Reluctantly, I took my chunky paint brush and, with black paint, slopped an outline of an owl over my pretty sunset background. It didn’t look like Whitney’s; it was kind of lopsided and way too big, but whatever.  I was sipping my wine and happily covering my canvas, and the “it doesn’t matter” approach was growing on me.

Just then, Whitney said, “Now get some different colors, and fill in the shapes you’ve created.  Just paint right over your background.”

WAIT! Those are my favorite colors! I don’t want to paint over them!

“And you’ll paint over the next layer, too, so don’t worry about the end yet.  Don’t worry about how it’s going to turn out.”

ARGH!  What kind of stupid art lesson was this? Don’t worry about how it’s going to turn out? I heard my corporate-trained left-brain squawking all kinds of effectiveness at me; I could feel myself obsessing.

With eerie timing, Whitney advised the class, “Don’t obsess. You’re taking yourself too seriously. That’s ego.”

Well, far be it for me to have EGO. I painted over the orange. I tried to pick other colors I like just as well, like aqua. Maybe some purple.

Dang, it was turning out cool.

After a quick lesson in color strategy, a couple more layers and a little more wine, my painting was complete:  a big kooky owl with goofy eyes and ridiculously bright colors. He looks like he dropped some acid and flew through a rainbow and landed on my canvas. I love him.

I love that silly owl every time I look at it, and here’s why: because I tried something new, I didn’t know how it was going to turn out, I shut off my ego and my need to be CORRECT, and out came something colorful and fun.   It’s a product of my own fearless, intuitive right brain.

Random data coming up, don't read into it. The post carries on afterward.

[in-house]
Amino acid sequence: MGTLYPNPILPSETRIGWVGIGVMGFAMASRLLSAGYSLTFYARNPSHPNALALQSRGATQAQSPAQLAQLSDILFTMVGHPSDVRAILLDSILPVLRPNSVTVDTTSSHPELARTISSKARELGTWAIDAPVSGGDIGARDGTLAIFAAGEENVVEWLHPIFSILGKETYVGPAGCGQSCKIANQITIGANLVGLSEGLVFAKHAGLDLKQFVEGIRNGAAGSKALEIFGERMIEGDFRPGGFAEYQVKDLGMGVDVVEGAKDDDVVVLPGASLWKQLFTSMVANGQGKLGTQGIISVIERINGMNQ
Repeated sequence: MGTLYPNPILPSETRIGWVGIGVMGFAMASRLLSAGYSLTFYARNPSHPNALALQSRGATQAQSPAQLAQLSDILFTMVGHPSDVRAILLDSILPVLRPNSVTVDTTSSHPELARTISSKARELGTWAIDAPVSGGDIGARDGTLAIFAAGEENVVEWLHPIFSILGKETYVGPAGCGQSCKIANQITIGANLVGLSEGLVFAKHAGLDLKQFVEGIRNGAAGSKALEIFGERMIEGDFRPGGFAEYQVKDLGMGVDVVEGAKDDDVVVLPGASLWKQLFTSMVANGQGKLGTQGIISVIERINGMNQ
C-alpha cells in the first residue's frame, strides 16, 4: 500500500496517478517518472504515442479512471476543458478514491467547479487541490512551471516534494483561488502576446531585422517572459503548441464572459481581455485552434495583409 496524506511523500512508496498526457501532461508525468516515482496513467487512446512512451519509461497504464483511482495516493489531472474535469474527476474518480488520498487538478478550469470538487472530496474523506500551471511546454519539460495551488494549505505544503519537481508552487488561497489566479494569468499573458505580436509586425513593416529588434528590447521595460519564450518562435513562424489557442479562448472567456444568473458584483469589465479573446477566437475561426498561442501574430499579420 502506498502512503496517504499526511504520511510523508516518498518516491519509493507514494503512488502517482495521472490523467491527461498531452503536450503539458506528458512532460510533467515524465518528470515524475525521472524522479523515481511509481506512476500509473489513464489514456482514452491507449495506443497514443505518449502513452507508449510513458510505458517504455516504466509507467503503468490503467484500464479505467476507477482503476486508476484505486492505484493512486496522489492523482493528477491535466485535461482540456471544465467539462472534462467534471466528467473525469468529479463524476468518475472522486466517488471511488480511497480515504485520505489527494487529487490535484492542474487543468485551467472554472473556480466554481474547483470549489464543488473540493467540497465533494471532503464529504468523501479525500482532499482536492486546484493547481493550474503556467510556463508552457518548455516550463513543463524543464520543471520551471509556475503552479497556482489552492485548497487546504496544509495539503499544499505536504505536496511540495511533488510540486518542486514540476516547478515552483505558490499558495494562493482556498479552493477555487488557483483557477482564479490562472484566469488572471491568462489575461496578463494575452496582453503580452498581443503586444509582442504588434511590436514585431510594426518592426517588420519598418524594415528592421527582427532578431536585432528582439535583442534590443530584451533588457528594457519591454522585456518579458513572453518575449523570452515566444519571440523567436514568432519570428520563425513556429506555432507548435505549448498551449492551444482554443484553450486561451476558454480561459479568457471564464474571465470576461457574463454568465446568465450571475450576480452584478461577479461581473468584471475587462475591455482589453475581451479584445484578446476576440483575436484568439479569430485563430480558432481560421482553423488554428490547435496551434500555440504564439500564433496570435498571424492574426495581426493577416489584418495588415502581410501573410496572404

The moral of the story is this: if you can’t begin with the end in mind, begin anyway.  Just try.  Sometimes the vision takes shape after you pick up your brush, or start typing, or say hello.  Sometimes it evolves after some layering, some learning, or a glass of wine. The important thing is to be open to all kinds of beginnings. Don’t worry so much about being effective. Just begin.

Here I am in The Art Bar with Whitney Ferre and my owl painting.

 

8 thoughts on “Beginning, for Somewhat Ineffective People

  1. I LOVE LOVE that goofy owl too!! Wish I could have been at that work shop with you!! Sounded like lots of fun!! P.S. You are so clever with your words and this awesome blog that I enjoy reading!!

  2. Wow meg, that’s a really good painting! I could never have done that even with wine…I love your blog, you’re such a good writer…invite me next time you go to one of those things please

  3. Pingback: Good Times in Riverside. Really. | The Midlife Adventures of Meg

  4. Pingback: Wide-Open Writing | The Midlife Adventures of Meg

Leave a Reply

Fill in your details below or click an icon to log in:

WordPress.com Logo

You are commenting using your WordPress.com account. Log Out / Change )

Twitter picture

You are commenting using your Twitter account. Log Out / Change )

Facebook photo

You are commenting using your Facebook account. Log Out / Change )

Google+ photo

You are commenting using your Google+ account. Log Out / Change )

Connecting to %s